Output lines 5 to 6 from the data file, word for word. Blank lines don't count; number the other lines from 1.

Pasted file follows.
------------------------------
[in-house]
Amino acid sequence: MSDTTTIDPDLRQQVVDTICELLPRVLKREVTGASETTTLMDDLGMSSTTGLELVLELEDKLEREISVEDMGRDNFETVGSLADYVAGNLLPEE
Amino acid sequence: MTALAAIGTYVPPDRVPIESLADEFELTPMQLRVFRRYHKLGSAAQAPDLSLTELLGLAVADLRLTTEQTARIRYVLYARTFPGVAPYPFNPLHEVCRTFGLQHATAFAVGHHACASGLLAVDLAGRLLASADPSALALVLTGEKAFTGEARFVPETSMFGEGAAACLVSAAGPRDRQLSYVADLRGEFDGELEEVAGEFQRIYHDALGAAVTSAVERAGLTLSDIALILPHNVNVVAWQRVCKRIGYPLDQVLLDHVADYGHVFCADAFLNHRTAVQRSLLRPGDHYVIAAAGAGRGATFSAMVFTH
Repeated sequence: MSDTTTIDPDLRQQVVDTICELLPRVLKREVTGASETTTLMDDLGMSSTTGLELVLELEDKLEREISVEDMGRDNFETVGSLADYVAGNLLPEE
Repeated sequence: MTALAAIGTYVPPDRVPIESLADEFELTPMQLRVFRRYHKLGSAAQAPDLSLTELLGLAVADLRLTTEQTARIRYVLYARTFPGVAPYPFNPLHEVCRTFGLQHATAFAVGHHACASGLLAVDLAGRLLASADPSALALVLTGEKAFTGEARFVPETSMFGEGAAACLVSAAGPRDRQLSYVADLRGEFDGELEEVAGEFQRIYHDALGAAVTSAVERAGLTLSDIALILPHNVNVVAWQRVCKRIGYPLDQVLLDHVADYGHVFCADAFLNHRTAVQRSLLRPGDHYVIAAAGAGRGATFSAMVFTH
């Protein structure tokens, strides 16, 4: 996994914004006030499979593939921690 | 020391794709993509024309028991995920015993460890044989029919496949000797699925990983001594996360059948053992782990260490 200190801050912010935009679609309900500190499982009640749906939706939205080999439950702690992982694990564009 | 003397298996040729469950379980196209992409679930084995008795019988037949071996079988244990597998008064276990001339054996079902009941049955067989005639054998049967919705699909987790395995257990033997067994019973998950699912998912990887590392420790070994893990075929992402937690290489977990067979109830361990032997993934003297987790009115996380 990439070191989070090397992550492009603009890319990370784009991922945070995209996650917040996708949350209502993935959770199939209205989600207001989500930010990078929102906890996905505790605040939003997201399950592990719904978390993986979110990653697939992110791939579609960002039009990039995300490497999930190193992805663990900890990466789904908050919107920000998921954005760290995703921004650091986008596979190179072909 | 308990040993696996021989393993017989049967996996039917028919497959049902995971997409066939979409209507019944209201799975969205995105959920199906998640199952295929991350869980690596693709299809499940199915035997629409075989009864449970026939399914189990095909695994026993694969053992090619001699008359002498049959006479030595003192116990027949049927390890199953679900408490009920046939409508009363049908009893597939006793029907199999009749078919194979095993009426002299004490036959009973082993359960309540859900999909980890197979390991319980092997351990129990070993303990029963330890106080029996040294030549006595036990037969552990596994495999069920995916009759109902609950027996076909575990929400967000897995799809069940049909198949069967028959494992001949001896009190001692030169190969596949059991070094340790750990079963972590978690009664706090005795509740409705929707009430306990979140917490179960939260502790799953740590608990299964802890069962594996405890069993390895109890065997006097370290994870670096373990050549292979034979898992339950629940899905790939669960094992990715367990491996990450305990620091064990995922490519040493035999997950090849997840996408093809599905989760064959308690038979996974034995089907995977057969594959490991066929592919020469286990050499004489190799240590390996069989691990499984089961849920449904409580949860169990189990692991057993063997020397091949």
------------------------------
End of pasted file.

Repeated sequence: MTALAAIGTYVPPDRVPIESLADEFELTPMQLRVFRRYHKLGSAAQAPDLSLTELLGLAVADLRLTTEQTARIRYVLYARTFPGVAPYPFNPLHEVCRTFGLQHATAFAVGHHACASGLLAVDLAGRLLASADPSALALVLTGEKAFTGEARFVPETSMFGEGAAACLVSAAGPRDRQLSYVADLRGEFDGELEEVAGEFQRIYHDALGAAVTSAVERAGLTLSDIALILPHNVNVVAWQRVCKRIGYPLDQVLLDHVADYGHVFCADAFLNHRTAVQRSLLRPGDHYVIAAAGAGRGATFSAMVFTH
């Protein structure tokens, strides 16, 4: 996994914004006030499979593939921690 | 020391794709993509024309028991995920015993460890044989029919496949000797699925990983001594996360059948053992782990260490 200190801050912010935009679609309900500190499982009640749906939706939205080999439950702690992982694990564009 | 003397298996040729469950379980196209992409679930084995008795019988037949071996079988244990597998008064276990001339054996079902009941049955067989005639054998049967919705699909987790395995257990033997067994019973998950699912998912990887590392420790070994893990075929992402937690290489977990067979109830361990032997993934003297987790009115996380 990439070191989070090397992550492009603009890319990370784009991922945070995209996650917040996708949350209502993935959770199939209205989600207001989500930010990078929102906890996905505790605040939003997201399950592990719904978390993986979110990653697939992110791939579609960002039009990039995300490497999930190193992805663990900890990466789904908050919107920000998921954005760290995703921004650091986008596979190179072909 | 308990040993696996021989393993017989049967996996039917028919497959049902995971997409066939979409209507019944209201799975969205995105959920199906998640199952295929991350869980690596693709299809499940199915035997629409075989009864449970026939399914189990095909695994026993694969053992090619001699008359002498049959006479030595003192116990027949049927390890199953679900408490009920046939409508009363049908009893597939006793029907199999009749078919194979095993009426002299004490036959009973082993359960309540859900999909980890197979390991319980092997351990129990070993303990029963330890106080029996040294030549006595036990037969552990596994495999069920995916009759109902609950027996076909575990929400967000897995799809069940049909198949069967028959494992001949001896009190001692030169190969596949059991070094340790750990079963972590978690009664706090005795509740409705929707009430306990979140917490179960939260502790799953740590608990299964802890069962594996405890069993390895109890065997006097370290994870670096373990050549292979034979898992339950629940899905790939669960094992990715367990491996990450305990620091064990995922490519040493035999997950090849997840996408093809599905989760064959308690038979996974034995089907995977057969594959490991066929592919020469286990050499004489190799240590390996069989691990499984089961849920449904409580949860169990189990692991057993063997020397091949």